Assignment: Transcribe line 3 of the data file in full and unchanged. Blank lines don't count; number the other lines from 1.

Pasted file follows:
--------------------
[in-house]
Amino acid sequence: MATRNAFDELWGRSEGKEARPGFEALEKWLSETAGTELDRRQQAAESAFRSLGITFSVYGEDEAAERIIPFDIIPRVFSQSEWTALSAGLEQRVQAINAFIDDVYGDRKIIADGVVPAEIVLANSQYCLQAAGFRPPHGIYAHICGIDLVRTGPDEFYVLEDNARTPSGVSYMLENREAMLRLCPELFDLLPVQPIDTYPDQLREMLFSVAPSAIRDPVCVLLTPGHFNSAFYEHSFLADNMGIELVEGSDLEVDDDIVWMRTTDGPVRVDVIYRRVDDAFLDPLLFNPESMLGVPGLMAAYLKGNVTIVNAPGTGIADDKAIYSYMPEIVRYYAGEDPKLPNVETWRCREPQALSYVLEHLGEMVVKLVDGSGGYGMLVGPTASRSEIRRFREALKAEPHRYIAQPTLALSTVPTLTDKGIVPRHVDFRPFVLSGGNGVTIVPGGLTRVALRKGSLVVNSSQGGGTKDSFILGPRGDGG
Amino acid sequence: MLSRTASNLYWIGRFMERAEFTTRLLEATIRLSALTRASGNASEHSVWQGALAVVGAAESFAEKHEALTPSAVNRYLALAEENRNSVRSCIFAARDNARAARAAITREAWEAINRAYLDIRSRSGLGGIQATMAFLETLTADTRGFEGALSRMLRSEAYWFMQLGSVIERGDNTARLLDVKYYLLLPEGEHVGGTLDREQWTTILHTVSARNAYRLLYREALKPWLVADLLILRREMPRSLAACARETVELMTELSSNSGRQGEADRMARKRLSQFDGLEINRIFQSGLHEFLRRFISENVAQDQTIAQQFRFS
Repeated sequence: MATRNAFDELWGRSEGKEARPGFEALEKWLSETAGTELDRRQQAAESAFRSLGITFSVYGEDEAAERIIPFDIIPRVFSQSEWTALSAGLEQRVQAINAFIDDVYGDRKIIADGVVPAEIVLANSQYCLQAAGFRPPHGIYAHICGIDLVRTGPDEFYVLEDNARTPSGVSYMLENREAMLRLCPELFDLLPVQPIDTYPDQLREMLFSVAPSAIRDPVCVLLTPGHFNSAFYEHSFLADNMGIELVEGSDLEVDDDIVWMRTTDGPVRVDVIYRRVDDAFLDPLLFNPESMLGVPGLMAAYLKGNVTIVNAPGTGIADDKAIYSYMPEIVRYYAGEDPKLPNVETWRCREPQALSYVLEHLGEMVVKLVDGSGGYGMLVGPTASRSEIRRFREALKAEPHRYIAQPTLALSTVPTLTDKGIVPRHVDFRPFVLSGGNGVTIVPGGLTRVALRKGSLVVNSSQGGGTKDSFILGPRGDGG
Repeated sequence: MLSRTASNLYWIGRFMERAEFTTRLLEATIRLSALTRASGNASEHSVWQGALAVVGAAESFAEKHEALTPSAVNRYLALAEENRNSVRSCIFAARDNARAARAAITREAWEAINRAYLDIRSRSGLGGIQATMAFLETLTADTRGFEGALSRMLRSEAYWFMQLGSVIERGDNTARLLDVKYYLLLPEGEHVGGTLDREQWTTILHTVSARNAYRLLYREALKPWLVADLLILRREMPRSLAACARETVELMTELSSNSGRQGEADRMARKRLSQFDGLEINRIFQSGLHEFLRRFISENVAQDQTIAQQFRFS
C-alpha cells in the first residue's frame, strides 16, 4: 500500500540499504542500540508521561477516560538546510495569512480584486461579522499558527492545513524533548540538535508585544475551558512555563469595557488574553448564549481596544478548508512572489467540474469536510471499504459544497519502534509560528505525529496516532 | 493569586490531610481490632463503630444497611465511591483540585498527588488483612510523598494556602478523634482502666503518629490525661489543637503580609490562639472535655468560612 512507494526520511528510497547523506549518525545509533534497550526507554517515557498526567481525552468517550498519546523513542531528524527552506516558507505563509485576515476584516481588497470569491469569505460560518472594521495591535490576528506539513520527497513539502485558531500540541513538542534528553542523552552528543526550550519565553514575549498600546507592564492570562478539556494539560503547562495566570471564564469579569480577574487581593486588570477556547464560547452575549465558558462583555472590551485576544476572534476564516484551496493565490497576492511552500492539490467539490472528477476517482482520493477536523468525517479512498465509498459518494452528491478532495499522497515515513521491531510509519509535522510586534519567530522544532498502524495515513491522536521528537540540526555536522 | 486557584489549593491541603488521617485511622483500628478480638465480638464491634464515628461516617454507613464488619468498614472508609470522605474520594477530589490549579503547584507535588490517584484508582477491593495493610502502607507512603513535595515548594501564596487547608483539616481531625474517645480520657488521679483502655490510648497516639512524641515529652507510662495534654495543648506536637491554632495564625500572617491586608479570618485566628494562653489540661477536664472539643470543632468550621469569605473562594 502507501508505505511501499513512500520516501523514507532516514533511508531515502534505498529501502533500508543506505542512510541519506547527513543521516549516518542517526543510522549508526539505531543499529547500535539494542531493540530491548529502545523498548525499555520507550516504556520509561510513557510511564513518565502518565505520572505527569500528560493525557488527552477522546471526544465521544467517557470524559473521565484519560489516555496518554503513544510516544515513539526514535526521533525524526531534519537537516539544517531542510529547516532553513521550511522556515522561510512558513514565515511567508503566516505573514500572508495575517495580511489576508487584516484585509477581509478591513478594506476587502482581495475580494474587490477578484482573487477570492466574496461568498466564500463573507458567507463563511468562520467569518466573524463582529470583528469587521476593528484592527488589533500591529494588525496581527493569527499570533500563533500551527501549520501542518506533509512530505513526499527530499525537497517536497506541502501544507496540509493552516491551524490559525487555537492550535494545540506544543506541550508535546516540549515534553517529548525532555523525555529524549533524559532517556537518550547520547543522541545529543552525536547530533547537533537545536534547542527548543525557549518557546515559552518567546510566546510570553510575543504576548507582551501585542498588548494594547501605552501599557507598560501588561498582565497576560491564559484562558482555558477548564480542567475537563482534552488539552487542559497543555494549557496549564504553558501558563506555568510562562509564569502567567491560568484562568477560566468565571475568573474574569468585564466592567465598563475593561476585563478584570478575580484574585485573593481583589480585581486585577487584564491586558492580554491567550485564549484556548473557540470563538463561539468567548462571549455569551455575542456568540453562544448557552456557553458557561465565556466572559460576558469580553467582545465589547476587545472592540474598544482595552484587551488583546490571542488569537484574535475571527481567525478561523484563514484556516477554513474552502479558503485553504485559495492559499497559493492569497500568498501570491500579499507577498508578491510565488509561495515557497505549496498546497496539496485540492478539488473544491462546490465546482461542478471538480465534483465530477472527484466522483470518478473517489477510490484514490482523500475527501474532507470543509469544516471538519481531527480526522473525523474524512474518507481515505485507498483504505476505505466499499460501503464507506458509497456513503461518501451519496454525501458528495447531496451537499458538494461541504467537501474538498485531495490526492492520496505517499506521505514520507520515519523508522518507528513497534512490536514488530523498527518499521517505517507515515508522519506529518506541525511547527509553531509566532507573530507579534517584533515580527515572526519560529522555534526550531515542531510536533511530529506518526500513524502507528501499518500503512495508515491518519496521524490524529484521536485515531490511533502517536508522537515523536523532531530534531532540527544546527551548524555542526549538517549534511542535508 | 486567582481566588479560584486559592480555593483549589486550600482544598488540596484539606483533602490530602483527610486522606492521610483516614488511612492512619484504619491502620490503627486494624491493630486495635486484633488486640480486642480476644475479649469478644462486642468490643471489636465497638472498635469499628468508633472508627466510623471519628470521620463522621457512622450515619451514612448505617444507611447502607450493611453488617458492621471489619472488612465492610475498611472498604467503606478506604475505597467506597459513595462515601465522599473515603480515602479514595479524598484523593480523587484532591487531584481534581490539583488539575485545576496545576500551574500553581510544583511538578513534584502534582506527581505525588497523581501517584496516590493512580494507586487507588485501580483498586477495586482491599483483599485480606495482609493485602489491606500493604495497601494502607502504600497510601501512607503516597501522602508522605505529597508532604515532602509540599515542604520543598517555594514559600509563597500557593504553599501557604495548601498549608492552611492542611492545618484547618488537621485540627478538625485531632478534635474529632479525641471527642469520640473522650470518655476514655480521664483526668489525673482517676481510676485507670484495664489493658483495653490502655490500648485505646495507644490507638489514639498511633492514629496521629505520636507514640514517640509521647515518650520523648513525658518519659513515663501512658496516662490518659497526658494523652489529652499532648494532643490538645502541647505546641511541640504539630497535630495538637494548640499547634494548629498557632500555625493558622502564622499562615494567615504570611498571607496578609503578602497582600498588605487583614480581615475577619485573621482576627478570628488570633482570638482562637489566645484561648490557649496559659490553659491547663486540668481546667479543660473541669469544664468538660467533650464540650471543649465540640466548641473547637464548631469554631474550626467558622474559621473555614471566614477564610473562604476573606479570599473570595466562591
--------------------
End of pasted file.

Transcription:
Amino acid sequence: MLSRTASNLYWIGRFMERAEFTTRLLEATIRLSALTRASGNASEHSVWQGALAVVGAAESFAEKHEALTPSAVNRYLALAEENRNSVRSCIFAARDNARAARAAITREAWEAINRAYLDIRSRSGLGGIQATMAFLETLTADTRGFEGALSRMLRSEAYWFMQLGSVIERGDNTARLLDVKYYLLLPEGEHVGGTLDREQWTTILHTVSARNAYRLLYREALKPWLVADLLILRREMPRSLAACARETVELMTELSSNSGRQGEADRMARKRLSQFDGLEINRIFQSGLHEFLRRFISENVAQDQTIAQQFRFS